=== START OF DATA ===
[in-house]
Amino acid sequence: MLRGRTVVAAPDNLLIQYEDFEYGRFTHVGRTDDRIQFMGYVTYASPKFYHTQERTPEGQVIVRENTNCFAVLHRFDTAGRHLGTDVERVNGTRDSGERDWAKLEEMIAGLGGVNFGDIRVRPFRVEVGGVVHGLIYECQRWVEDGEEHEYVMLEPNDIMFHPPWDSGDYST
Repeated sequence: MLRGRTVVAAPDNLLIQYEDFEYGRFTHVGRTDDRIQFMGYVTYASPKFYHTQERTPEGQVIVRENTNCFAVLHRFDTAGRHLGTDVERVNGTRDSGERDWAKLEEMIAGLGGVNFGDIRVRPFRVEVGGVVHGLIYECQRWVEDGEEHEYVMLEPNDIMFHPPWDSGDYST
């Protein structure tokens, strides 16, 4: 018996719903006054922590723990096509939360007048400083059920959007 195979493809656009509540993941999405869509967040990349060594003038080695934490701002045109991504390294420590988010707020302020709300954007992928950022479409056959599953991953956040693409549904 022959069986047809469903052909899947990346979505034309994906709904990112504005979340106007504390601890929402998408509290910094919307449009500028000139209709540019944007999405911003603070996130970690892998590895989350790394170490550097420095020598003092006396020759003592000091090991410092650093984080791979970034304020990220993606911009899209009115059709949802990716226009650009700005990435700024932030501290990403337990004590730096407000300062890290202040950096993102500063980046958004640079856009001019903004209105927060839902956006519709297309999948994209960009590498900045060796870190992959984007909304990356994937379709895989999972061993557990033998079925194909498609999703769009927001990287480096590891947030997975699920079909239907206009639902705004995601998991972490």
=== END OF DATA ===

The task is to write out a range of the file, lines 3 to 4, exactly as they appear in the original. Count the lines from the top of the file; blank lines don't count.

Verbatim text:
Repeated sequence: MLRGRTVVAAPDNLLIQYEDFEYGRFTHVGRTDDRIQFMGYVTYASPKFYHTQERTPEGQVIVRENTNCFAVLHRFDTAGRHLGTDVERVNGTRDSGERDWAKLEEMIAGLGGVNFGDIRVRPFRVEVGGVVHGLIYECQRWVEDGEEHEYVMLEPNDIMFHPPWDSGDYST
């Protein structure tokens, strides 16, 4: 018996719903006054922590723990096509939360007048400083059920959007 195979493809656009509540993941999405869509967040990349060594003038080695934490701002045109991504390294420590988010707020302020709300954007992928950022479409056959599953991953956040693409549904 022959069986047809469903052909899947990346979505034309994906709904990112504005979340106007504390601890929402998408509290910094919307449009500028000139209709540019944007999405911003603070996130970690892998590895989350790394170490550097420095020598003092006396020759003592000091090991410092650093984080791979970034304020990220993606911009899209009115059709949802990716226009650009700005990435700024932030501290990403337990004590730096407000300062890290202040950096993102500063980046958004640079856009001019903004209105927060839902956006519709297309999948994209960009590498900045060796870190992959984007909304990356994937379709895989999972061993557990033998079925194909498609999703769009927001990287480096590891947030997975699920079909239907206009639902705004995601998991972490």